Wednesday, June 15, 2005


(Originally run 12/9/03 on the old site)

One of the key members of the SHS Musical Mafia during the mid-50s was Larry Maness. He was the first chair clarinet (after Frank Thompson had sacrificed a middle digit in favor of a neat lawn), which made him Concertmaster of the band, plus he was the Drum Major, he of the tall shako and commanding baton.

He was also the son of “Peck” Maness of Peck’s Dog House, a very commanding person in his own right.

Larry was one of the more self-contradictory members of an already crazy group.

On the one hand, he was both a sensitive musician AND a sensitive human being. On the other hand, he had a temper that he’d inherited from his dad. I think it would be safe to say that this slim young man lived in fear ONLY of his father. The rest of the time … well, Dan E. Randle contributes this:

Maness was a crazy person. I remember one Halloween, Maness, Thompson, Morris (can't recall his last name) and I were touring around town in a panel truck that Thompson's dad had just taken in as junk. We had a 55 gallon barrel with the top cut out, and filled three quarters full of water, with a big block of wood floating in the water to keep it from splashing out as we started, stopped, and turned corners. Inserted into the barrel was a hand operated fruit tree sprayer. Had a valve cock on the end so we could pump up the pressure and get further distance when we opened the valve.

We sprayed the dorms out at Harding at one time. Most of the time, we just went around the Court Square spraying down the people.

One of the town bullies, Frank (something), got sprayed down one night so, the next time around, he threw a rock and broke the front windshield. At this point, Maness jumped out of the truck, chased him down, and started beating him up. I think at any normal time, he would have never done it.

Some of the things we did in that era would land you in jail now!

Enough for now. Remind me to tell you about the time we took Eugene McCormick out to the airport. That’s another story for a later date.

From Larry’s best friend, Ernest, recalling that before Sue, the lady who was to become Larry’s wife, came into his life, Larry had a girlfriend over in the Delta region:

This is so wild that Dan remembers that! You'll never believe this but the girl's name was (oops now it left me; I thought I'd never forget her name, Sissy-something). After Hot Springs that year, Larry went to meet her, and went to her house, where her mom said she was out with her BOY FRIEND, home from the Marines! Larry went to find her, and did: they were in a parked car on a country road. Larry drove up behind them, banged on the window of the car, the guy got out of the car, pulled up his pants and beat the crap out of Larry!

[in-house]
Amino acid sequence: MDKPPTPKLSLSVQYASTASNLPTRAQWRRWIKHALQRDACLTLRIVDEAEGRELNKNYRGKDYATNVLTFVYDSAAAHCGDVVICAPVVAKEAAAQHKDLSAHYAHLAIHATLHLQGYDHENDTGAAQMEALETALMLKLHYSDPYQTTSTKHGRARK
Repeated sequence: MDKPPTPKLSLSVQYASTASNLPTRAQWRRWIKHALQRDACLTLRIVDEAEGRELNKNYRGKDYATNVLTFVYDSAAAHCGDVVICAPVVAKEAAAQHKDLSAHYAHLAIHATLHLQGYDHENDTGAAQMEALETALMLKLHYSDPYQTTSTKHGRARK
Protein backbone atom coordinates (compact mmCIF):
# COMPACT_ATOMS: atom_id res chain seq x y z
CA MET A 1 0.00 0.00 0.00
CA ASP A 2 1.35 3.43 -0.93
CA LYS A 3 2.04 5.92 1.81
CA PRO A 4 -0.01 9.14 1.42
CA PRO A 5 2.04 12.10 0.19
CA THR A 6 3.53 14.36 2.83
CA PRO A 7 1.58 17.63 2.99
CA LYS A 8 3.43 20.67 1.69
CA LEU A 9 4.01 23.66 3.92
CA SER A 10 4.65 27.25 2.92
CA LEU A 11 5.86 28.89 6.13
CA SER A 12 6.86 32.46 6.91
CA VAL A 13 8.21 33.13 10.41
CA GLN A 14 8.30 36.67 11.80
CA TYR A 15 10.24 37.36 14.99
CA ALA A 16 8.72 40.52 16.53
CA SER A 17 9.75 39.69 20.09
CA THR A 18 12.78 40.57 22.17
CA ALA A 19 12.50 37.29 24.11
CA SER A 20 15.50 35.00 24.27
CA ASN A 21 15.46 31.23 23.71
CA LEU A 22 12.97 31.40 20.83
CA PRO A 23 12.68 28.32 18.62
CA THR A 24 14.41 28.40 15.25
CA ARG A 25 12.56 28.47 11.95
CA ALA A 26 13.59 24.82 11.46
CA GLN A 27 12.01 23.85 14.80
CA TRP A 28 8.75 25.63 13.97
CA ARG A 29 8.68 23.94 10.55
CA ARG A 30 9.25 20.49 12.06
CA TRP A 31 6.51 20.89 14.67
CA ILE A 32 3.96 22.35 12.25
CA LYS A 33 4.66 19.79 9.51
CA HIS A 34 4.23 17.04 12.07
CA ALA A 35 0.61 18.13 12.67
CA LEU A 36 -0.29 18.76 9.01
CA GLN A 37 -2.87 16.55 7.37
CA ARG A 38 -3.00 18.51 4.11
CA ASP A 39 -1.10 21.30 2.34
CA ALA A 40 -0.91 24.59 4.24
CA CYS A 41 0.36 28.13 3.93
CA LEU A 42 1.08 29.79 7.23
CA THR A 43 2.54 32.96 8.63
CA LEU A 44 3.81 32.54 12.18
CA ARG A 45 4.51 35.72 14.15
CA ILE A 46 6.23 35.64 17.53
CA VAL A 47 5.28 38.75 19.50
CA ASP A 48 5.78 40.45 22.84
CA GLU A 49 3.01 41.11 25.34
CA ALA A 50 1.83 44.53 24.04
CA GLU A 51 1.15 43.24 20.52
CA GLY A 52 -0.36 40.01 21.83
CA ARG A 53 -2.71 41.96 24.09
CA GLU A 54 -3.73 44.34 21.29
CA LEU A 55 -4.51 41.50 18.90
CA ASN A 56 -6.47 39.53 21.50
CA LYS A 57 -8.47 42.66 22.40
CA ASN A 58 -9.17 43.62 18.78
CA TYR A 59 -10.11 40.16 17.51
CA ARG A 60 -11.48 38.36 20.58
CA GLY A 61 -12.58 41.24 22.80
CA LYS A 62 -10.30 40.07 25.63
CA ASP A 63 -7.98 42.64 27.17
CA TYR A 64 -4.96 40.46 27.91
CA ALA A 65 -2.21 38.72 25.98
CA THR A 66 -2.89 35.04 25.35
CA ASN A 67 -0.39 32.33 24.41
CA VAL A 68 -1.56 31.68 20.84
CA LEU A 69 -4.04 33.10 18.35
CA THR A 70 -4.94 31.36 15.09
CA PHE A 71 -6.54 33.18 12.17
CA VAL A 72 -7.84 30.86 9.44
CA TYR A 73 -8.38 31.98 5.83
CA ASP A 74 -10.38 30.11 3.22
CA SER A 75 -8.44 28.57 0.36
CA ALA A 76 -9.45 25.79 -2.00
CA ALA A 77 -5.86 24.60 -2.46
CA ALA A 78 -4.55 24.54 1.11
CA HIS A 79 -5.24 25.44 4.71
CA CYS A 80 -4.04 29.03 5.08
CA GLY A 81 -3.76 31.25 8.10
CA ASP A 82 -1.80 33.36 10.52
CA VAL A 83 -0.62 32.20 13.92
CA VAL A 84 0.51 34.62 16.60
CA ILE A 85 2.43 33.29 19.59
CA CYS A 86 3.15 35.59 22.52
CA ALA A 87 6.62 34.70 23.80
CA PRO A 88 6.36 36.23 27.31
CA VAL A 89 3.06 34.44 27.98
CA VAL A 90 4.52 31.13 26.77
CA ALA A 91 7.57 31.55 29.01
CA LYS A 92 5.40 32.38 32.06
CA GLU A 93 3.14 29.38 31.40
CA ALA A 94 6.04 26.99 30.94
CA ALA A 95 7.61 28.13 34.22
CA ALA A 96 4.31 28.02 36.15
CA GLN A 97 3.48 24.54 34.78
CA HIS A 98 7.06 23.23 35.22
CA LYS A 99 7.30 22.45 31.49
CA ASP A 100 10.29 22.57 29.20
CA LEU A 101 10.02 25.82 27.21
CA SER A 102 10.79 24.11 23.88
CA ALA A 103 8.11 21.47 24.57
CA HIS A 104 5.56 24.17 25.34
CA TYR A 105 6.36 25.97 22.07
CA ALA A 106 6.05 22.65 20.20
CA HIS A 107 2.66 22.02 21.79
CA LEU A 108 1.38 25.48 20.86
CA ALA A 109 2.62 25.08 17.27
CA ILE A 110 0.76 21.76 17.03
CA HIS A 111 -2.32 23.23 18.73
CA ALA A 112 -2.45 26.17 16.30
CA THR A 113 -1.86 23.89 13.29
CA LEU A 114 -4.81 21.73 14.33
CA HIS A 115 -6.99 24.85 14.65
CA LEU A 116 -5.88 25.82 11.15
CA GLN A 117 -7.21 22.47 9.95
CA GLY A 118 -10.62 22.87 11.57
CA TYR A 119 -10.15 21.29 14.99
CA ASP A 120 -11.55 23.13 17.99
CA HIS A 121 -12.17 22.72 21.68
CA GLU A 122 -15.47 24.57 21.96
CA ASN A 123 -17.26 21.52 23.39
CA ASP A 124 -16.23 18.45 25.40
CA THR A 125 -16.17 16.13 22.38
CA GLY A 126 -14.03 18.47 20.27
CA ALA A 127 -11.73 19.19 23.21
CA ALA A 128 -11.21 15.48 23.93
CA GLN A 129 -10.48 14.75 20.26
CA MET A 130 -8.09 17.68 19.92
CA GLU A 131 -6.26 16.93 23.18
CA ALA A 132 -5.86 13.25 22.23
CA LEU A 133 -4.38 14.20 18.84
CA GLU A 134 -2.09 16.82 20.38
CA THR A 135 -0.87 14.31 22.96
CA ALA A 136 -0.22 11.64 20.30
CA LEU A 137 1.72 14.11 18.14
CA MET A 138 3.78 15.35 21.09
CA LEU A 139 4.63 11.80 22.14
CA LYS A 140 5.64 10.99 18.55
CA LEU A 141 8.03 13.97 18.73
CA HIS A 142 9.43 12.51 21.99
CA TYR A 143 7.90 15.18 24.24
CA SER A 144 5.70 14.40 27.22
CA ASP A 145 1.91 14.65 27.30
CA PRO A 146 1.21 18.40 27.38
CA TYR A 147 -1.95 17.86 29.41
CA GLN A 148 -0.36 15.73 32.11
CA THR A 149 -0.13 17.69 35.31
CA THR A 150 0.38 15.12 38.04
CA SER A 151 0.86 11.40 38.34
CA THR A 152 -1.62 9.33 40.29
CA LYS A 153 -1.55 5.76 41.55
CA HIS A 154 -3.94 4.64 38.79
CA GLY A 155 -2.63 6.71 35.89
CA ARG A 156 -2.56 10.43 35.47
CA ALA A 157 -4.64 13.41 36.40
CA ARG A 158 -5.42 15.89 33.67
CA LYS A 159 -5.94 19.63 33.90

Larry got in his car and came back to Searcy, never spoke to the girl again, duh.

I felt badly for him at the time, but that's when he then found Sue, and they were together from then on. Larry struggled with some inner demons (didn't we all) that were part from his dad, part from 17-year-old rebellious stuff. But I loved him as much as a brother, and my son, Stuart Leslie, is named for him. Larry had a son, now grown, of course, named Michael Lee, after yours truly.

As close to blood as two men could be, I keep saying I'm going to write about him, but what can I say that would do justice to that memory? I'll try when I get the courage. It’s tough, ‘cause I’ve just gone through the anniversary of his death 30 years ago. November,1973, in a Nebraska corn field.

Larry truly qualifies as an Unforgettable Character.

Larry Maness (1956) Posted by Hello

On a more cheerful note, Ernie goes on:

I remember the Plaza. Right across from the Mayfair. Close to the Plaza, (correct this if not accurate, please), Morris and Son was the place to get real Levi's...$4.75 a pair; I could only afford one or two. Summer jobs at Mr. Haile's station got them for me.

Carol Hill, though, was the champion popcorn maker at the Rialto, but here's a question for you...who was the projectionist 1955-1957? The projectors used carbon plasma arc rods, like a welder would use, which made a BRIGHT light. Coordinating the reels, (there were two projectors) and keeping a rod going for the arc was a delicate task. Note the little white dot that appears for one frame just before the reel changes on real film. That's the signal. (Why I even thought of this stuff I'll never know, it just comes out, sometimes).

Ernie remembered when I brought it up to him, but there were actually THREE flashing signals, 3 frames of film apiece (moving at 24 frames a second, they weren’t up there long). The first came at 10 seconds and, like smashing a mule across the nose with a 2X4, were to tell you there was a message coming; the second, 5 seconds after the first, told you to roll the next projector. The last one, at the one second mark, told you to stomp the pedal to change the picture from one projector to the other.

Ernie concluded his contribution:

Phyllis Smith: "Bring that here, Misto'!" "Take that there, Misto'!" Yes, ma'am says I nervously.

Thank you, Lord, for Mrs. Morgan NOT making me sew in Home Ec I!


Post a Comment

<< Home